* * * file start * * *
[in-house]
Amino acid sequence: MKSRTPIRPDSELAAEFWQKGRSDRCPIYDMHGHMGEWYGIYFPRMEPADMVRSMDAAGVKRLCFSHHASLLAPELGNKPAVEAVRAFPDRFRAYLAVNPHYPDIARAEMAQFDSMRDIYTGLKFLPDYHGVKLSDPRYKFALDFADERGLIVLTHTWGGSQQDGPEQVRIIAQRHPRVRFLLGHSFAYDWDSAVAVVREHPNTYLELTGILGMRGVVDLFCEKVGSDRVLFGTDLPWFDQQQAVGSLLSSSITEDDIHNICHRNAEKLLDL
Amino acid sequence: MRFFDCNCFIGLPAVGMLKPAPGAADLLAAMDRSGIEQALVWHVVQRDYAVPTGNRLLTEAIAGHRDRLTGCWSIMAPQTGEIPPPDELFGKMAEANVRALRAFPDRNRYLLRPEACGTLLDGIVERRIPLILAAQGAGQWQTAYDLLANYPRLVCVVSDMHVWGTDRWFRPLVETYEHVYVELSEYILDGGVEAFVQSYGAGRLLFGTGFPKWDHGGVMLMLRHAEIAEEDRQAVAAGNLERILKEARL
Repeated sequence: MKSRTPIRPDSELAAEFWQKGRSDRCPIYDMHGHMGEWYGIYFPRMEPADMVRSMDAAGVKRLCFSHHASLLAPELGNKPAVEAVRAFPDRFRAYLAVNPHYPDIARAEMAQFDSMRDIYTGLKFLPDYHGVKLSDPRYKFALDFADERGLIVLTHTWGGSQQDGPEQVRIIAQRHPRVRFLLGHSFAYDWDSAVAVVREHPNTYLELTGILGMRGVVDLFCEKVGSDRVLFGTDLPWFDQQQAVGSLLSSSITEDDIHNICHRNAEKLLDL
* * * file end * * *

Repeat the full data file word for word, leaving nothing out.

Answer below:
[in-house]
Amino acid sequence: MKSRTPIRPDSELAAEFWQKGRSDRCPIYDMHGHMGEWYGIYFPRMEPADMVRSMDAAGVKRLCFSHHASLLAPELGNKPAVEAVRAFPDRFRAYLAVNPHYPDIARAEMAQFDSMRDIYTGLKFLPDYHGVKLSDPRYKFALDFADERGLIVLTHTWGGSQQDGPEQVRIIAQRHPRVRFLLGHSFAYDWDSAVAVVREHPNTYLELTGILGMRGVVDLFCEKVGSDRVLFGTDLPWFDQQQAVGSLLSSSITEDDIHNICHRNAEKLLDL
Amino acid sequence: MRFFDCNCFIGLPAVGMLKPAPGAADLLAAMDRSGIEQALVWHVVQRDYAVPTGNRLLTEAIAGHRDRLTGCWSIMAPQTGEIPPPDELFGKMAEANVRALRAFPDRNRYLLRPEACGTLLDGIVERRIPLILAAQGAGQWQTAYDLLANYPRLVCVVSDMHVWGTDRWFRPLVETYEHVYVELSEYILDGGVEAFVQSYGAGRLLFGTGFPKWDHGGVMLMLRHAEIAEEDRQAVAAGNLERILKEARL
Repeated sequence: MKSRTPIRPDSELAAEFWQKGRSDRCPIYDMHGHMGEWYGIYFPRMEPADMVRSMDAAGVKRLCFSHHASLLAPELGNKPAVEAVRAFPDRFRAYLAVNPHYPDIARAEMAQFDSMRDIYTGLKFLPDYHGVKLSDPRYKFALDFADERGLIVLTHTWGGSQQDGPEQVRIIAQRHPRVRFLLGHSFAYDWDSAVAVVREHPNTYLELTGILGMRGVVDLFCEKVGSDRVLFGTDLPWFDQQQAVGSLLSSSITEDDIHNICHRNAEKLLDL